Creating HTML prototypes of GOV.UK services: Academies Financial Handbook
Chris Dry and James Fisk from ESFA’s Academies and Maintained Schools directorate (AMSD) describe how they have used a prototyping tool to transform the Academies Financial Handbook into a digital product:
This year, for the first time, we’ve published the Academies Financial Handbook as a ‘digital’ product.
This replaces the reliance on PDF and instead uses GOV.UK’s HTML manual content type. This is a big change, but a necessary one, and we’re excited about how this new format will help users find information more quickly, understand their reporting and other requirements, and have easier access to the resources available to them.
For academy trusts, the Academies Financial Handbook (AFH) is perhaps one of the most important documents that the ESFA publishes. It sets out the financial management, control and reporting requirements expected of academy trusts.
It’s also one of the ESFA’s most heavily used resources with more than 4,000 page views each month and, since we relaunched as a digital product in September, became one of the most used manuals on GOV.UK.
Each year the AFH is updated ready for the new school year, and every year we look to improve it to meet the changing needs of our users.
Why did we change the AFH?
An evaluation of how users engage with the AFH revealed that users were revisiting the PDF repeatedly – which isn’t surprising given its importance – but it meant that each time they revisited they had to browse the whole document to find what they needed.
On top of that, we found that the vast majority of traffic to the AFH came from ‘organic’ sources – that’s users searching for our content through a search engine such as Google or Bing. Moving to a digital publication means search engines will reveal keywords in the content more readily and help people find what they’re looking for without the need to search within a PDF. In theory, the manual format offers users the chance to short-cut right through to the information they need directly from search engines.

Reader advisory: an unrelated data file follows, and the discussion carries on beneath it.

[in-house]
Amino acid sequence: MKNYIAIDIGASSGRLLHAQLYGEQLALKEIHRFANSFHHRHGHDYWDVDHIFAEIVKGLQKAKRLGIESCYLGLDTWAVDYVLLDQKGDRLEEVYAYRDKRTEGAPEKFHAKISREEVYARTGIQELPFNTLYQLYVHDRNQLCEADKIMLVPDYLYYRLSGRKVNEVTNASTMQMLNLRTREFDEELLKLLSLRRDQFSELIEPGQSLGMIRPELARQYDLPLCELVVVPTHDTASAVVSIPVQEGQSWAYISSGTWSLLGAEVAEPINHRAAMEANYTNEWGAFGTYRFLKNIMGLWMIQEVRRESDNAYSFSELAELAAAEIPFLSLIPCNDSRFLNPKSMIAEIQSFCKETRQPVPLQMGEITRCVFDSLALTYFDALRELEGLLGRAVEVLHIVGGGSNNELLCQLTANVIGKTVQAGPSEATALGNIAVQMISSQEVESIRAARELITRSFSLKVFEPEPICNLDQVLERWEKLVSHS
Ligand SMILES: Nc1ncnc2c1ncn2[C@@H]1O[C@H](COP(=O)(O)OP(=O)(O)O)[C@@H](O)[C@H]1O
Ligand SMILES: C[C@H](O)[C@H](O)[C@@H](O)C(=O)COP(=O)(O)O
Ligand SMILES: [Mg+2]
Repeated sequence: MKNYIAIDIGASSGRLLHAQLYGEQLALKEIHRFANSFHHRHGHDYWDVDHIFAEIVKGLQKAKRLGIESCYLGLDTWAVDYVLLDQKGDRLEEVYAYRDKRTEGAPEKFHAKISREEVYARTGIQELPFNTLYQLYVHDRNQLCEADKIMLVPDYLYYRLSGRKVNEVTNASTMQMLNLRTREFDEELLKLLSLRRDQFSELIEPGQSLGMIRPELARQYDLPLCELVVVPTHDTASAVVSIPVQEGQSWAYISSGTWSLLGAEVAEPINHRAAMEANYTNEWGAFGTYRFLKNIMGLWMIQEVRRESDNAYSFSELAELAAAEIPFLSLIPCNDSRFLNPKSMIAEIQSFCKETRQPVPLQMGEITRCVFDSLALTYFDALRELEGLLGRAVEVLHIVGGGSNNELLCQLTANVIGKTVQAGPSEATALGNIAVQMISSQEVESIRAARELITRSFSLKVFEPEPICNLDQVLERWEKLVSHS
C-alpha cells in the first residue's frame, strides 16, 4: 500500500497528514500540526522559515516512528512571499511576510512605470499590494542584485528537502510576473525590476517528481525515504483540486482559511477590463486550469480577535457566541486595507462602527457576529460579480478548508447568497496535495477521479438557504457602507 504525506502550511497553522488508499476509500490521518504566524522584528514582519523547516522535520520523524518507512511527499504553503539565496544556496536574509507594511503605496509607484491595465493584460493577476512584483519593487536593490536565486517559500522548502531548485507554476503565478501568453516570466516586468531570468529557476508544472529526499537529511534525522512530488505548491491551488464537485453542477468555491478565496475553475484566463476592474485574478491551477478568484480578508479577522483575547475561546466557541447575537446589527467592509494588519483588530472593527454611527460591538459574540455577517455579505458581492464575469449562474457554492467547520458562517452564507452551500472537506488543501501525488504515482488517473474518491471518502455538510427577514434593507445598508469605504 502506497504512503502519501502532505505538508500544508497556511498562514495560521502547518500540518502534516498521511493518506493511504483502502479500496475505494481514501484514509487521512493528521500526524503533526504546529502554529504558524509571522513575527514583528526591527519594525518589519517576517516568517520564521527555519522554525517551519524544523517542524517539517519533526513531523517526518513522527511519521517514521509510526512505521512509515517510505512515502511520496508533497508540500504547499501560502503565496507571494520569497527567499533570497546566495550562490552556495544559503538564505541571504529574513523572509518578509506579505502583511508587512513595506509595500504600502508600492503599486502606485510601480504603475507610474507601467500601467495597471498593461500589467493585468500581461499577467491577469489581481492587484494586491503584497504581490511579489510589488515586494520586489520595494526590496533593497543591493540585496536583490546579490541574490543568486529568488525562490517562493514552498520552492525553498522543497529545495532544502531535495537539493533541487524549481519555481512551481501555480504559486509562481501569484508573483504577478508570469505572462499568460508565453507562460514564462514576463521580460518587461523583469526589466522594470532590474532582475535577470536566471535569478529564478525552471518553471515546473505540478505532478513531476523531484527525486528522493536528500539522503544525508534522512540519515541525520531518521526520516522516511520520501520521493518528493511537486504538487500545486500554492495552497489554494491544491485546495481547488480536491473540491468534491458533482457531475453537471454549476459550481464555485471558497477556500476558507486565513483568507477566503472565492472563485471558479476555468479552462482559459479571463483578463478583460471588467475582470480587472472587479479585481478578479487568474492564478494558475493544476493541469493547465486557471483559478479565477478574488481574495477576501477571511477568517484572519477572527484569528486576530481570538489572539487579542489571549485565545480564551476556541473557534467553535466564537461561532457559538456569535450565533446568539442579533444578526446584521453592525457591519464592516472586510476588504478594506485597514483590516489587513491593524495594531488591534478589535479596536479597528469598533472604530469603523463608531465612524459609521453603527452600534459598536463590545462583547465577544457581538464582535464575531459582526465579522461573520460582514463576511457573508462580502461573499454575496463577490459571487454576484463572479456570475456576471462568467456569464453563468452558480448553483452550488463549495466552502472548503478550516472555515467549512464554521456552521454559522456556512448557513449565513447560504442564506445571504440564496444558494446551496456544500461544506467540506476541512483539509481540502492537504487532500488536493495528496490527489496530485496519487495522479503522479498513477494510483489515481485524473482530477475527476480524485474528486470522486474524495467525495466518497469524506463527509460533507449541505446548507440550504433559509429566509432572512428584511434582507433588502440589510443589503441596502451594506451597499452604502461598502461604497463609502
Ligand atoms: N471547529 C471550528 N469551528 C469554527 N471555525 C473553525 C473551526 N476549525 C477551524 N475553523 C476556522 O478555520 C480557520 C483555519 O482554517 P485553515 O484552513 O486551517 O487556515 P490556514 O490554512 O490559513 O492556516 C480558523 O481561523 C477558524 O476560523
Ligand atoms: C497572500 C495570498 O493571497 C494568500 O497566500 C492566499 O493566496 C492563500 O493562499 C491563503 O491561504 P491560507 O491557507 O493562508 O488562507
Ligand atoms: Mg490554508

Users will also benefit from:
- no more ‘versions’ of the same document; just the one online version that will always carry the most current and up-to-date information
- better accessibility – there’s a useful list of accessibility improvements in this post from Government Digital Service (GDS)
- more detailed analytics on how the AFH is used, leading to better refined content
It was straight-forward, right?
Not quite. In order to publish content, civil servants use the government’s Content Management System (CMS), ‘Whitehall publisher’. If we’re creating or updating a page, we’ll create a draft and share it with our colleagues before publication. Unfortunately, with the manual format, that’s not possible.
Feedback from colleagues is vital, so we needed a way to get a ‘prototype’ of the manual that we could share freely with colleagues in policy and operational roles prior to publication. Fortunately, the GDS has published some excellent guidance on how prototype pages can be made with just a basic understanding of coding, some perseverance and lots of cups of tea.
Being able to share a draft of the manual meant we were able to incorporate feedback from a variety of stakeholders before going live. For instance, the numbering of sections and their position within the manual were things we relied on our stakeholders to tell us – something they wouldn’t have been able to do without the prototype.
Prior to creating the AFH prototype we had little-to-zero coding experience. In all honesty, once we’d decided to go ahead and build the prototype there were some concerns that we might not be able to pull it off. That changed quite quickly once we familiarised ourselves with the GOV.UK guidance on prototyping. From coding pages in Atom (software you can use to edit HTML text), to deploying them in Heroku (a free hosting platform for your site), the guidance was clear, simple and took us step-by-step through what we needed to do.
Take a look
The AFH manual is now live on GOV.UK.
We’ll be monitoring how users engage with the AFH over the next few months. The insights we’ll get from the manual will let us know which sections are the most popular, which links are most used and much more, to help us improve future editions.
We’ll also make use of Google Analytics, Data Studio and a variety of analytic techniques to understand our users better.
Chris Dry and James Fisk from ESFA’s Academies and Maintained Schools directorate (AMSD)